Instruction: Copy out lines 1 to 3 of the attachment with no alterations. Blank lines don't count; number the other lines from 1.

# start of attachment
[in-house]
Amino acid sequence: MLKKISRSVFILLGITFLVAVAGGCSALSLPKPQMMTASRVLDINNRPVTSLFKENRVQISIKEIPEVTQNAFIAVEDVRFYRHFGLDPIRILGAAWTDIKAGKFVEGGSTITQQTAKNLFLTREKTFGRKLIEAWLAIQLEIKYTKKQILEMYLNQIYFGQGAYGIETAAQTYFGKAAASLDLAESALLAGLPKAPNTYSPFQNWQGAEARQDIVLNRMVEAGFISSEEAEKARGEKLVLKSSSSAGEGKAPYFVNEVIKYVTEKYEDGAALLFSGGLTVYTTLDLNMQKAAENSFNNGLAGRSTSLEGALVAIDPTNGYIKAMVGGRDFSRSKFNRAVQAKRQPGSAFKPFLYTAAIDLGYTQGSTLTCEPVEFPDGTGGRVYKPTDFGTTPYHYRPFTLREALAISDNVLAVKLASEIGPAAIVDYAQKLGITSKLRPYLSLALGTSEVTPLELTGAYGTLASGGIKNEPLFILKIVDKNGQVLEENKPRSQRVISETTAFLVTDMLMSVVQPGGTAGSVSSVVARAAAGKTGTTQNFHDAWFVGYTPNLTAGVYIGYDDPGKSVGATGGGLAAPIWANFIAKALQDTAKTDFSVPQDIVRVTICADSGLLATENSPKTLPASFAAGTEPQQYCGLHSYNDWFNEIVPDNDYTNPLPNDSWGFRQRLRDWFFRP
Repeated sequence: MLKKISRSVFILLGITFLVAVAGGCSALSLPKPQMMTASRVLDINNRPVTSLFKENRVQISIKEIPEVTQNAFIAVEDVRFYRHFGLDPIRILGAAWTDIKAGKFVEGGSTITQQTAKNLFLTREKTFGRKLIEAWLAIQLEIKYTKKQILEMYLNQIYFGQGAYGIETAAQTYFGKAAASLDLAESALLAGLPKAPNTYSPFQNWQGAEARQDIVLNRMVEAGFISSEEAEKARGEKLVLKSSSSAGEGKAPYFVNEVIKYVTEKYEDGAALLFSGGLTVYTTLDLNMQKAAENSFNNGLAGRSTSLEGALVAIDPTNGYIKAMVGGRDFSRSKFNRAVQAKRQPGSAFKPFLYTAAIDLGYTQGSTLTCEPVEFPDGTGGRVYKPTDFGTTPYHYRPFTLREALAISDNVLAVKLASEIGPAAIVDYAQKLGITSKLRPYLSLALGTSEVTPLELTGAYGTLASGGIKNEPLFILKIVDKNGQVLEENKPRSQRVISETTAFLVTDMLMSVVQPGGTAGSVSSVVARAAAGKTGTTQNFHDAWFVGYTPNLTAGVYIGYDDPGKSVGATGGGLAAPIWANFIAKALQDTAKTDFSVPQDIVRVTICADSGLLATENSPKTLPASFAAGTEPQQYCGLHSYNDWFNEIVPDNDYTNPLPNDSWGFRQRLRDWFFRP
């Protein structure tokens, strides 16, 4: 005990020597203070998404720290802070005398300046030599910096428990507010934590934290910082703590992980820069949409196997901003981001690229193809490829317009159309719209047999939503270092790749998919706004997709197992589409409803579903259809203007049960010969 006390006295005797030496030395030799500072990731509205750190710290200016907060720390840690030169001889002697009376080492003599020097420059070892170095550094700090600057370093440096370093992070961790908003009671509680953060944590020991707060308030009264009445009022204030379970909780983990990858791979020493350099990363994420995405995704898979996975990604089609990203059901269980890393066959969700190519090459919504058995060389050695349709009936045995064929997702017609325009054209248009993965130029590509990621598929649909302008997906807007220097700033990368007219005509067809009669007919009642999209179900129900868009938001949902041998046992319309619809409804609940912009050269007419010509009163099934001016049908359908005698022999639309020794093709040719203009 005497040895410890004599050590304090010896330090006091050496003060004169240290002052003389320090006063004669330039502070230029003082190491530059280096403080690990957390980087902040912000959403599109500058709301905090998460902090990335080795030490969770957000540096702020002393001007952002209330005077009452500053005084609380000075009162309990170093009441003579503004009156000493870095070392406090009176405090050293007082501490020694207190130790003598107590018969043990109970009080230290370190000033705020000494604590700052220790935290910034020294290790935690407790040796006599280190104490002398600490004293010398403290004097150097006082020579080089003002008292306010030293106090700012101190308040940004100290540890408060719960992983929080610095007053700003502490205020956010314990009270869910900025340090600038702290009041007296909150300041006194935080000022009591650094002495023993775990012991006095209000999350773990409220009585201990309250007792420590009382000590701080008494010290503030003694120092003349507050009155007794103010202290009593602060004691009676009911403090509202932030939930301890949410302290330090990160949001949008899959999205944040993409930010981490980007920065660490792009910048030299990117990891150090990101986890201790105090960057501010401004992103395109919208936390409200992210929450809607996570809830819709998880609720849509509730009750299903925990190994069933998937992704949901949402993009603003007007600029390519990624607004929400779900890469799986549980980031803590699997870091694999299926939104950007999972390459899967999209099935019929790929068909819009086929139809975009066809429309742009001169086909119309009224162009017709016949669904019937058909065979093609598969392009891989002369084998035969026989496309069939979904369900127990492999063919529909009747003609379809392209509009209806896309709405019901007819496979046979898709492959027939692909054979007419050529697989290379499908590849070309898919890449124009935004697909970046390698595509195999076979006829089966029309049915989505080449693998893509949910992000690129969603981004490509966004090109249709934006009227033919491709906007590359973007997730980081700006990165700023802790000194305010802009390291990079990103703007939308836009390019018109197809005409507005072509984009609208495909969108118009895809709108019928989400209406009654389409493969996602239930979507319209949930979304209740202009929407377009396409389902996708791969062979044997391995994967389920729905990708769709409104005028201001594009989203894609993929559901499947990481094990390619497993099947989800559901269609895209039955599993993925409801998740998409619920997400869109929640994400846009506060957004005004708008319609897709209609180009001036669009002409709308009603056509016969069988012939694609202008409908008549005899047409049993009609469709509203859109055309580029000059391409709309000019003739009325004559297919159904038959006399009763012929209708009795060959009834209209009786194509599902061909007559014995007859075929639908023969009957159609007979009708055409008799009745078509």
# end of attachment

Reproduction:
[in-house]
Amino acid sequence: MLKKISRSVFILLGITFLVAVAGGCSALSLPKPQMMTASRVLDINNRPVTSLFKENRVQISIKEIPEVTQNAFIAVEDVRFYRHFGLDPIRILGAAWTDIKAGKFVEGGSTITQQTAKNLFLTREKTFGRKLIEAWLAIQLEIKYTKKQILEMYLNQIYFGQGAYGIETAAQTYFGKAAASLDLAESALLAGLPKAPNTYSPFQNWQGAEARQDIVLNRMVEAGFISSEEAEKARGEKLVLKSSSSAGEGKAPYFVNEVIKYVTEKYEDGAALLFSGGLTVYTTLDLNMQKAAENSFNNGLAGRSTSLEGALVAIDPTNGYIKAMVGGRDFSRSKFNRAVQAKRQPGSAFKPFLYTAAIDLGYTQGSTLTCEPVEFPDGTGGRVYKPTDFGTTPYHYRPFTLREALAISDNVLAVKLASEIGPAAIVDYAQKLGITSKLRPYLSLALGTSEVTPLELTGAYGTLASGGIKNEPLFILKIVDKNGQVLEENKPRSQRVISETTAFLVTDMLMSVVQPGGTAGSVSSVVARAAAGKTGTTQNFHDAWFVGYTPNLTAGVYIGYDDPGKSVGATGGGLAAPIWANFIAKALQDTAKTDFSVPQDIVRVTICADSGLLATENSPKTLPASFAAGTEPQQYCGLHSYNDWFNEIVPDNDYTNPLPNDSWGFRQRLRDWFFRP
Repeated sequence: MLKKISRSVFILLGITFLVAVAGGCSALSLPKPQMMTASRVLDINNRPVTSLFKENRVQISIKEIPEVTQNAFIAVEDVRFYRHFGLDPIRILGAAWTDIKAGKFVEGGSTITQQTAKNLFLTREKTFGRKLIEAWLAIQLEIKYTKKQILEMYLNQIYFGQGAYGIETAAQTYFGKAAASLDLAESALLAGLPKAPNTYSPFQNWQGAEARQDIVLNRMVEAGFISSEEAEKARGEKLVLKSSSSAGEGKAPYFVNEVIKYVTEKYEDGAALLFSGGLTVYTTLDLNMQKAAENSFNNGLAGRSTSLEGALVAIDPTNGYIKAMVGGRDFSRSKFNRAVQAKRQPGSAFKPFLYTAAIDLGYTQGSTLTCEPVEFPDGTGGRVYKPTDFGTTPYHYRPFTLREALAISDNVLAVKLASEIGPAAIVDYAQKLGITSKLRPYLSLALGTSEVTPLELTGAYGTLASGGIKNEPLFILKIVDKNGQVLEENKPRSQRVISETTAFLVTDMLMSVVQPGGTAGSVSSVVARAAAGKTGTTQNFHDAWFVGYTPNLTAGVYIGYDDPGKSVGATGGGLAAPIWANFIAKALQDTAKTDFSVPQDIVRVTICADSGLLATENSPKTLPASFAAGTEPQQYCGLHSYNDWFNEIVPDNDYTNPLPNDSWGFRQRLRDWFFRP